The Many Levels of Betrayal
By Joyce and Barry Vissell, reprinted with permission
When you hear the word "betrayal," you probably think of a very serious event. You may think of a major breech of trust, like when your next-door neighbor swindled your parents out of a lot of money and then left town. In the realm of love relationships, betrayal often brings to mind an extramarital affair.
Yet betrayal has many levels. A minor betrayal is still a betrayal. It can hurt a lot. Here's are some examples:
Russ needed to stay late at his office to catch up. He knew Denise always wanted to know when he would be late, but this time he forgot to call her. Two hours later when he came home, he was surprised by the intensity of Denise's upset. She had been very worried about Russ' safety. They had an agreement. He forgot. And she felt hurt and angry.
To Russ, forgetting to call Denise was a little thing. But to Denise, this was more than forgetting. It was the breaking of a very important agreement, and this equals betrayal.
Ellen and Bill had an agreement to not "bad mouth" each other to family members or friends. One night they had an argument. Bill stomped out of the room and refused to talk with her. Ten minutes later, the phone rang. It was Ellen's mother. In her upset and need for communication, she told her mother some of what had happened, including some of the negative words Bill had spoken to her. When Bill later returned and was ready to work things out, she told him about her conversation with her mother. Bill felt deeply hurt and angry - and betrayed.
Again, to Ellen, she had no awareness that she may have been betraying Bill. And certainly she had no intention of doing this. Yet to speak negatively to her mother about Bill (even in her sadness and need for understanding) was a betrayal. It would not have been a betrayal to share the same material with a professional therapist in a session.
Then there are more serious betrayals, yet people often don't recognize them as such.
Tim agreed to give up smoking cigarettes. Norma had finally made it clear how upsetting his habit was for her. After one successful month of abstinence, Tim could no longer resist the temptation. He started smoking again. But he kept it a secret from Norma. He couldn't bear her disappointment. However, four months later she woke up in the middle of the night, looked out the window and saw Tim smoking on their back porch. When she confronted him, he admitted to sneaking cigarettes for four months. She felt so deceived and betrayed that she sought professional help the next morning.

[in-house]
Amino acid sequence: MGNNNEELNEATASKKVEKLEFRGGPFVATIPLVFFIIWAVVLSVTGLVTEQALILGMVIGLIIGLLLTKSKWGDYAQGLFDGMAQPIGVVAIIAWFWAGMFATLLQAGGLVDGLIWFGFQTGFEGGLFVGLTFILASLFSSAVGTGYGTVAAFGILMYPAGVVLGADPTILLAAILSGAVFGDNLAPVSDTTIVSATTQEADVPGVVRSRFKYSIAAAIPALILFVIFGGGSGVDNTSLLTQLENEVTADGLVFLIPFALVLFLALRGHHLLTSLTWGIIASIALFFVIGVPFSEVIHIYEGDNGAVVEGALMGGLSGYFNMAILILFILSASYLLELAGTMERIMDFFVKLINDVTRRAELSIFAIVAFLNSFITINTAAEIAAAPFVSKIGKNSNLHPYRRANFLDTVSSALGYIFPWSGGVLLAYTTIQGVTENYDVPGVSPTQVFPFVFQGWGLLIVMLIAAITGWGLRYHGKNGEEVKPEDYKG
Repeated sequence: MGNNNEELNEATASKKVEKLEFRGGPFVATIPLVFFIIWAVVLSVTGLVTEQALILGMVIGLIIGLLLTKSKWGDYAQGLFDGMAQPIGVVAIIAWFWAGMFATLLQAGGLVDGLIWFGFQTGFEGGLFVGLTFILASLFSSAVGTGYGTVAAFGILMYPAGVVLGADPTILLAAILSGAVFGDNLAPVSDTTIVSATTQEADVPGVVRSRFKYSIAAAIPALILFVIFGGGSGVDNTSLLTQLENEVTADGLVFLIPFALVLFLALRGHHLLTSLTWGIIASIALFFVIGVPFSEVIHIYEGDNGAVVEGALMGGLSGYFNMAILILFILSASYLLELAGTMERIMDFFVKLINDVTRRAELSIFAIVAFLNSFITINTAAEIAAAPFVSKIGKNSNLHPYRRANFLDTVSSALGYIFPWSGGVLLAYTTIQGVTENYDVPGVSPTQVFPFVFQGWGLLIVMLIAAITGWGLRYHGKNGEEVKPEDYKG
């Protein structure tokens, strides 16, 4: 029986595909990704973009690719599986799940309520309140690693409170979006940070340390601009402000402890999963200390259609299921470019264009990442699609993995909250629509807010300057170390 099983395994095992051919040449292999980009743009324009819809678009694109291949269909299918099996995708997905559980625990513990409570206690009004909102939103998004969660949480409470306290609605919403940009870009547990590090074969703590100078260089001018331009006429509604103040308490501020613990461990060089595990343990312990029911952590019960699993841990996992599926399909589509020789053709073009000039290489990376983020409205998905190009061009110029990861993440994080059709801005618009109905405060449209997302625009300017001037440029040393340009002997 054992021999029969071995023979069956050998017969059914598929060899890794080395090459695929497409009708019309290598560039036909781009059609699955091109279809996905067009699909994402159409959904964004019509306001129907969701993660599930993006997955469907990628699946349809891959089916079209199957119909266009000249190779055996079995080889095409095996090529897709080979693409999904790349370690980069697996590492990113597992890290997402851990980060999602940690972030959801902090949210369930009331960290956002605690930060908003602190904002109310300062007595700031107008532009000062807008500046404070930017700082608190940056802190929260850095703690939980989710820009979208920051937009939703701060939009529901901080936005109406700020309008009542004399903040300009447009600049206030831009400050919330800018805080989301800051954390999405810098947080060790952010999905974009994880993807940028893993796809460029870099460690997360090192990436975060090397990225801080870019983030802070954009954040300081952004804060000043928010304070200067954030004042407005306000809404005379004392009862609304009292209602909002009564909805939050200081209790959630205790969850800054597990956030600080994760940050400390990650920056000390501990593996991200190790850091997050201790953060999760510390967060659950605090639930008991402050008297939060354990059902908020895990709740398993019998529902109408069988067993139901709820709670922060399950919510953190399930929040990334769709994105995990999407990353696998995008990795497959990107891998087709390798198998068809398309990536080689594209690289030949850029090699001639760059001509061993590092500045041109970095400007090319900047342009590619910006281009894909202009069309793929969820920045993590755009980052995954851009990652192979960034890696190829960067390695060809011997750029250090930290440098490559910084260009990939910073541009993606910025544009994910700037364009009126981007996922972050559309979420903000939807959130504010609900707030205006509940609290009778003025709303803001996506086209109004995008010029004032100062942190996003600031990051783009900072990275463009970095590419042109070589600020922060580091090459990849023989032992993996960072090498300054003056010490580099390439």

At their therapy appointment, Tim had trouble seeing his actions as a more serious betrayal. He felt his actions lacked integrity, but with the help of the therapist, he could hear Norma's pain of betrayal. She felt that his secretive smoking was like he was having an affair, but the "other woman" was tobacco.
The most serious betrayals besides extra-marital affairs can include all the various addictions (alcohol, drugs, yes even food and workaholism), other major breeches in trust like serious lies, or withheld truths about a partner's past. Remember, sometimes emotional affairs with someone outside the relationship can be just as painful as sexual affairs. We have seen people feel seriously betrayed by their partner's intimate connections on the Internet. Many people fall into the trap of thinking that they are not having an affair if they are not having sex with another person. More than sex, it's the exclusivity and secrecy of the relationship that causes feelings of betrayal. To know that your partner is sharing an intimate spiritual/emotional connection with someone else, can be extremely painful.
How do you heal betrayal?
The first step is naming it, acknowledging that it happened rather than pretending it didn't. It needs to be admitted, rather than rationalized or defended it in any way. Remember, there are many levels of betrayal.
Next, the feelings need to be expressed, not explainedby both parties. There may be fear, anger, hurt, sadness, grief, even rage. This may need to be done in a supervised setting with a professional.
The betrayer (we know this may sound a bit harsh) needs to sincerely apologize for the actions that caused pain in his or her partner.
Finally, both partners need to take responsibility for their own part in the dynamics of the relationship that led up to the betrayal. Remember, all of relationship is a dance between two partners. Both contribute to the love, the harmony, and the dysfunction. Each partner brings into the relationship their own baggage from the past, and must take responsibility for these issues.
In Light in the Mirror,* in a section called "One-Sided Blame," Joyce and I wrote about a sexual affair I had with another woman. After first blaming me and feeling like an innocent victim, she eventually realized her contribution. In her devotion to me, she had been neglecting herself. She had been in some ways loving me more than herself. This led to a major shift and healing in our relationship. Joyce began to turn her total devotion to me into devotion to her own inner God-Self, to honor her own beauty, strength and abilities. Because of this, I was able to more deeply love and respect her, and our relationship could really take off.
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© Copyright The Shared Heart Foundation, Reprinted with permission